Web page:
If you'd like to combine the wet panel box and the pochade into one system, then Sienna also makes the All-in-One pochade. Disclaimer: I have not personally used this all-in-one but since it's simply a combination of the two products I DO use, then I know it's safe to recommend this one to you.

Here's what it looks like as a combo unit:

No matter what pochade you buy, you're going to need to put it on something to keep it elevated and upright, so you'll need a sturdy tripod. I have tripods everywhere. I am a former photographer, so I have tripods for my camera and tripods for my studio lights, tripods for our video camera setup for shooting instructional videos and a couple of extra tripods lying around in case the need arises. Tripods take up a lot of space in our studio, but I couldn't part with any of them when we had our clearance sale to free up studio space for a sick relative (by the way, thank you to everyone who purchased from us to make room. It's very much appreciated and we're almost there!)

Before I digress too much further, none of those tripods except one were strong enough to support the plein air experience. So I turned to Sienna again for the solution and purchased the plein air tripod.

I put the bag for the tripod into storage and I carry the tripod in my plein air backpack like this:

More on the bag in a moment! You'll also need brushes. I use Richeson brushes exclusively for painting. Karen does, too, although she is testing out another company's brushes right now in addition to her Richeson brushes. So don't call me a liar (ha ha) if you are out painting with us and you see Karen whip out three brushes that aren't from Richeson. They were a gift from me to her after my New Mexico adventure. We are always trying new things!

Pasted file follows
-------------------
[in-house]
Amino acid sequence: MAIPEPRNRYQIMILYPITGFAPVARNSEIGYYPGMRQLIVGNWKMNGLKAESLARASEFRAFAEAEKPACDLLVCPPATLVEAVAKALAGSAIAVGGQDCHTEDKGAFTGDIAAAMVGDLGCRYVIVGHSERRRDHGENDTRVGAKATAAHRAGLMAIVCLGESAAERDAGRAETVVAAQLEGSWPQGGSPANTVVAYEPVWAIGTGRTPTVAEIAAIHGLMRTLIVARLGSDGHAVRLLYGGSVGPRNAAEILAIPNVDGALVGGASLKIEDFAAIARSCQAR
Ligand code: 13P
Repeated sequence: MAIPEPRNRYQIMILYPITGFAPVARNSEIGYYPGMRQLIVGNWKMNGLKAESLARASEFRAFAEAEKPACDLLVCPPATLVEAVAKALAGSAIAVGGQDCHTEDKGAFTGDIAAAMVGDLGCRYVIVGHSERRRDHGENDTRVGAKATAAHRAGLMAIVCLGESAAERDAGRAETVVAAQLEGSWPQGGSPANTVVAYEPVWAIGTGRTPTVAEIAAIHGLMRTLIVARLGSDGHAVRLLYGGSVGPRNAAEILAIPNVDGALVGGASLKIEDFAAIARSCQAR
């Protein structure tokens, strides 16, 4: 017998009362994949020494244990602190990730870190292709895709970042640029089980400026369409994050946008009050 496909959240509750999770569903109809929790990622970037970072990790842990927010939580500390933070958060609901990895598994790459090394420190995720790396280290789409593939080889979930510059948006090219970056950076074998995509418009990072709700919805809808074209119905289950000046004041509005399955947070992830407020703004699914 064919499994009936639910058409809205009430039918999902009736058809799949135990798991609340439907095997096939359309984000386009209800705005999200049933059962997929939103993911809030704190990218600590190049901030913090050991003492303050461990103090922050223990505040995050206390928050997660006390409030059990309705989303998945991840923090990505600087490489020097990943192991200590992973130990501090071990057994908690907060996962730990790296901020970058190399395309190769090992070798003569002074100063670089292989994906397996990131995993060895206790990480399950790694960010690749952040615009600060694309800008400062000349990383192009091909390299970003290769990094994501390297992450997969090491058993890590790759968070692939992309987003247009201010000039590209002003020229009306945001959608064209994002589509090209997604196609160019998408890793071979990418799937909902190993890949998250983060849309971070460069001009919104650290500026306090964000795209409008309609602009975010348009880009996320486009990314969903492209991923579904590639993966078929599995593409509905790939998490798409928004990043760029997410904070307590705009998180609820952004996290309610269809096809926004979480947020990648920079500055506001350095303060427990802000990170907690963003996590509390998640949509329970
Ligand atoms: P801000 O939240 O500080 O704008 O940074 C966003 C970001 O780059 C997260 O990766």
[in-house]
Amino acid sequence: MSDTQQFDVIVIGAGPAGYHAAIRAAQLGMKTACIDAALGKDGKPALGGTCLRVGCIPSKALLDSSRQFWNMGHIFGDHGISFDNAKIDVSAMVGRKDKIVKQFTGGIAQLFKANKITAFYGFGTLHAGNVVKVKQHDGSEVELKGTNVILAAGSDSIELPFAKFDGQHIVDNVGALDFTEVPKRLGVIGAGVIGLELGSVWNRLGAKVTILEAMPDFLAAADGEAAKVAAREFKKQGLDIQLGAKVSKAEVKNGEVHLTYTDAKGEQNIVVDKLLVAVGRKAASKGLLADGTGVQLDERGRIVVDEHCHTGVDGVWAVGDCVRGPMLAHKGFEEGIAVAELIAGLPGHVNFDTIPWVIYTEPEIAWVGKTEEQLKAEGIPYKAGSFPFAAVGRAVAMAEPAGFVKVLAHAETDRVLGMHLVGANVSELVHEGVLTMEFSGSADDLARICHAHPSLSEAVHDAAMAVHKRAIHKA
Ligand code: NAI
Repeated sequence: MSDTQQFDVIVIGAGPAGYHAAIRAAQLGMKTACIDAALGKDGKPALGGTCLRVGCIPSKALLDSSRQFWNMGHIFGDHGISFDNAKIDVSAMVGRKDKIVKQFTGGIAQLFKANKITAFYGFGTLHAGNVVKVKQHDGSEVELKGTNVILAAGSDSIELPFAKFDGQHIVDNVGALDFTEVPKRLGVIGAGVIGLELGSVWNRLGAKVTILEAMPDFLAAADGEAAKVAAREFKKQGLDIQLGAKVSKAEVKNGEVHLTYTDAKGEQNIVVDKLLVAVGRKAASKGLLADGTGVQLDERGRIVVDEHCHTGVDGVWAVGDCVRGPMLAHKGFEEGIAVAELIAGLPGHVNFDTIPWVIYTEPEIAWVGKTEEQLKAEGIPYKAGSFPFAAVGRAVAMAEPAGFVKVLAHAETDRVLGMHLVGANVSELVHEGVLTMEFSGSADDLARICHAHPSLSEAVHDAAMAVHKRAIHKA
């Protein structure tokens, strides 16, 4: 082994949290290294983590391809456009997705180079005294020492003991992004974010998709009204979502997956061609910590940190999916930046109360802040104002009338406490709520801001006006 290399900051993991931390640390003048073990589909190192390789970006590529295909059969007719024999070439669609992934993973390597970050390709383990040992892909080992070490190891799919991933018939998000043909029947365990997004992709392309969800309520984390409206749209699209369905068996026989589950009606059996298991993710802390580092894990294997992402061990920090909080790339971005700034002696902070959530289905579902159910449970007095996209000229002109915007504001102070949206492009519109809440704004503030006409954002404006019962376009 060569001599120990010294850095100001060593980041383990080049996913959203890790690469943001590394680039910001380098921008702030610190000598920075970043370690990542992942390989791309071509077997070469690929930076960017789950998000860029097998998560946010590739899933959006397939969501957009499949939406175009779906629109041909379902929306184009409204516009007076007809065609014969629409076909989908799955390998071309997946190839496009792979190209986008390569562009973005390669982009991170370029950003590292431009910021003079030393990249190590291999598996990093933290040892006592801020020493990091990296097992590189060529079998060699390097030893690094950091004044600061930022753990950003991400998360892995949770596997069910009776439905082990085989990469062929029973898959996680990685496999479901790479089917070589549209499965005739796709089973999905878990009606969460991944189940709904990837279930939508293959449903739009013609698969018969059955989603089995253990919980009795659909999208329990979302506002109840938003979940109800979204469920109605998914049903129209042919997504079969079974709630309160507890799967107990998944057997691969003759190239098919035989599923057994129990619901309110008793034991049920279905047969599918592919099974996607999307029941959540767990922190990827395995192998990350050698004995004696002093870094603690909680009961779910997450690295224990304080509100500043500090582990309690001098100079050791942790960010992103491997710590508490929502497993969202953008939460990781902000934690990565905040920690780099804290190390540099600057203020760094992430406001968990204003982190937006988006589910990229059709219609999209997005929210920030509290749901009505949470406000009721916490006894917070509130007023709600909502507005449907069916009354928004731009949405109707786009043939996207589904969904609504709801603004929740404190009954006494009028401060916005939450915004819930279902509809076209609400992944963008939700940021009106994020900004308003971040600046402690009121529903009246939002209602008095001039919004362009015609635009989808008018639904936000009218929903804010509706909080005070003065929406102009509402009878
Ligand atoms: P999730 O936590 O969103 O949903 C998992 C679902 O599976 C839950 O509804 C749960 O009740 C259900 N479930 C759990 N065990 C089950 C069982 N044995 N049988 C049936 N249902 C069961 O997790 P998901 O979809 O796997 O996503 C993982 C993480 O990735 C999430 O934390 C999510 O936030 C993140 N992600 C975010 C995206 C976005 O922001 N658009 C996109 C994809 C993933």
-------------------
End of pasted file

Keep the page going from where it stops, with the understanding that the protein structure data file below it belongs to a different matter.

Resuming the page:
Here's a set that we carry. We also sell a few dozen individual brushes from Richeson that we also use in our kits.

Buy individual brushes here:

It's probably pretty obvious that you need paint to, well, paint, so you can find all of the paints we carry at the button below this section.

A word on paints: Paints can be very expensive and new painters want to rush out to buy 20 beautiful colors, then they get to checkout and realize they have spent a thousand bucks on paints. Here's my advice: Limit your palette of colors at first. At a minimum buy the three primary colors (a red, yellow and blue) and a tube of white. You can paint any painting in the world with just the three primaries and white, so start there. That will cut your cost significantly. The challenge then is to learn to mix them! Look for color mixing classes in the future to show you how to do that.